From Publishers Weekly
Parents who will stop at nothing to make their children behave may want to present this Victorian cautionary talein good spirit, of course. Belloc's Jim is very well provided for in his self-controlled parents' home. The naughty boy defects, though, running away from Nurse, and is eaten by a zoo lion. Chess's art shows off the splendor of indoor life in those days: trim, warm interiors with a la mode wallpaper and draperies. She also presents very personable zoo bears, ant-eaters, Ponto the lion and a very veracious zookeeper. The images herein (Jim's gulp by gulp journey into the lion; his head rolling around on the pavement) make a lasting impressionbeware cautionary tales! Ages 7-up.
Copyright 1987 Reed Business Information, Inc.
--This text refers to an out of print or unavailable edition of this title.
From School Library Journal
Gr 3-5–In this parody of a cautionary tale, a lion eats disobedient young Jim. While the text states that Jim's “Friends were very good to him,” the mixed-media illustrations show otherwise, as the adults who care for the boy overfeed him to the point of illness, give him a tricycle too small for him, and subject him to boring read-alouds. No wonder “Jim slipped his hand and ran away” while his nurse flirted with a man at the zoo. The moral? “…always keep a-hold of Nurse/For fear of finding something WORSE.” Wryly humorous, cartoon illustrations with foldout pages, flaps, and a pop-up lion extend the sarcastic text. Some adults may object to the depiction of Jim's decapitated head and the bloody “Dainty Morsel” in the lion's mouth, but kids with an ironic sense of humor who are beginning to question adult authority will likely eat this story up.Julie R. Ranelli, Queen Anne's County Free Library, Stevensville, MD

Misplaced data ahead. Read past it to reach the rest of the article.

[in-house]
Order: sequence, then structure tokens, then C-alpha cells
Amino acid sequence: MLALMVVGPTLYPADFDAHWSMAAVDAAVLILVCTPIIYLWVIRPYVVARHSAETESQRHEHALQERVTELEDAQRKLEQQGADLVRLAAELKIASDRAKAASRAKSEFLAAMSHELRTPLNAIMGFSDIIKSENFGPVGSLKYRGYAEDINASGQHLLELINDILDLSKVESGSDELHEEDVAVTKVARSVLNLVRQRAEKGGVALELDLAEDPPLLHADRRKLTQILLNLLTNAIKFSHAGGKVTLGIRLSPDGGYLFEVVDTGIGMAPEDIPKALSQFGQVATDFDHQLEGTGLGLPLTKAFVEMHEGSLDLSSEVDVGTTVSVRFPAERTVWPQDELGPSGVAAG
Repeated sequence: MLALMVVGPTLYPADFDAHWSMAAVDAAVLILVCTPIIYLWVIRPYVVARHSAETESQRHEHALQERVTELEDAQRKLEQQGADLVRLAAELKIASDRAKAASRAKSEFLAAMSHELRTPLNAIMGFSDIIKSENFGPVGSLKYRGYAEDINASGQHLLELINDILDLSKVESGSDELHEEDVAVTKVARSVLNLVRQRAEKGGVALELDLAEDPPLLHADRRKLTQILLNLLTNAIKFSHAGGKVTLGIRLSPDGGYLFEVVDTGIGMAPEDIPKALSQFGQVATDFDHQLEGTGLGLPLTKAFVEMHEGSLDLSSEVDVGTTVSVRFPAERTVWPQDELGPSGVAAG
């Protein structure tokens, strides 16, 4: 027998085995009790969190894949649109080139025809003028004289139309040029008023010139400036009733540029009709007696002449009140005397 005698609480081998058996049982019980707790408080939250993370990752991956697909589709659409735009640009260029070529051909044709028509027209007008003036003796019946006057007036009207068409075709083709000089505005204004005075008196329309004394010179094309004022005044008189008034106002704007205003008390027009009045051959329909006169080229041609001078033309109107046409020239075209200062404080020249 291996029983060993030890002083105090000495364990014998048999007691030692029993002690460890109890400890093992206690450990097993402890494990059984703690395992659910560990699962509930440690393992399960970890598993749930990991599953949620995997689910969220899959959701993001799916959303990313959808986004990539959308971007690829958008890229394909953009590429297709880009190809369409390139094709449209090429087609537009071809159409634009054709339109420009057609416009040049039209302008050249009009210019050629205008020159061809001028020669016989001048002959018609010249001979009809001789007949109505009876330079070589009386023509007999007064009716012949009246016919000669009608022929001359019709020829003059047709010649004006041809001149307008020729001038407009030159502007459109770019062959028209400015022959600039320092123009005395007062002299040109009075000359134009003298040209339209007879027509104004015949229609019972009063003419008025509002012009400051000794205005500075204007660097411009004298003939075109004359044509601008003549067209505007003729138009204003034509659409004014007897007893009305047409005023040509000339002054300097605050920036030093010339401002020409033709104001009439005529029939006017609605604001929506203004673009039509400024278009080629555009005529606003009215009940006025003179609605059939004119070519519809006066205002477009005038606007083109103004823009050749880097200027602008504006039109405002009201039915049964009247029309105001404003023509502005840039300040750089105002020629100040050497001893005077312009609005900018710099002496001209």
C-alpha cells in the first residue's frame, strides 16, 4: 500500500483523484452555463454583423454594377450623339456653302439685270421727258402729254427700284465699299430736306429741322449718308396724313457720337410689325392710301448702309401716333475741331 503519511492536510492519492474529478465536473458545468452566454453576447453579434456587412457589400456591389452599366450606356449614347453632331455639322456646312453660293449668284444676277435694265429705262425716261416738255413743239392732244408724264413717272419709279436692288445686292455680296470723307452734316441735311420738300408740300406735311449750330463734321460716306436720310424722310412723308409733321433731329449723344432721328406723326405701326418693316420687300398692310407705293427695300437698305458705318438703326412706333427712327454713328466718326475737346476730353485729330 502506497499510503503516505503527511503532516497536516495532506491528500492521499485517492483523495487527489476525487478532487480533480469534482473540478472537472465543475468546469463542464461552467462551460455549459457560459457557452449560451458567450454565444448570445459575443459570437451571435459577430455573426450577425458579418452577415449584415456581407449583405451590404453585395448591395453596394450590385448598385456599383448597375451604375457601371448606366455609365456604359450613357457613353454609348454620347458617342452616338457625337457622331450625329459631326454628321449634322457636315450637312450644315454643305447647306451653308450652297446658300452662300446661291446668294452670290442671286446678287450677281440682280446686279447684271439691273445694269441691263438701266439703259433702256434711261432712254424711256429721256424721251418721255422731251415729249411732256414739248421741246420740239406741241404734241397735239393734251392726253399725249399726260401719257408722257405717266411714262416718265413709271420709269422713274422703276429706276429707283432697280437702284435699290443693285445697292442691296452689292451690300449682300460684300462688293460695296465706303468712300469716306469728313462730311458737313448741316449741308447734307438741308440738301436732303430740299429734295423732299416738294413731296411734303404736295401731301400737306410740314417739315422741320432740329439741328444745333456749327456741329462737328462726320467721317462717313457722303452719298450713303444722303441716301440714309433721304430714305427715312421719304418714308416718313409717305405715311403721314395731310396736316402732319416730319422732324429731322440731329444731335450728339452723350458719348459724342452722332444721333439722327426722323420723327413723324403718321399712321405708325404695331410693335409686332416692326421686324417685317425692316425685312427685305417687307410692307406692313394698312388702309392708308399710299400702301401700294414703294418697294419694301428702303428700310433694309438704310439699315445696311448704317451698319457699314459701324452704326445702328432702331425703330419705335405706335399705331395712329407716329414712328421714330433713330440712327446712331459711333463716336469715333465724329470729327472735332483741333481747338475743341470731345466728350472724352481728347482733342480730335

© Copyright 2010. Library Journals LLC, a wholly owned subsidiary of Media Source, Inc. No redistribution permitted.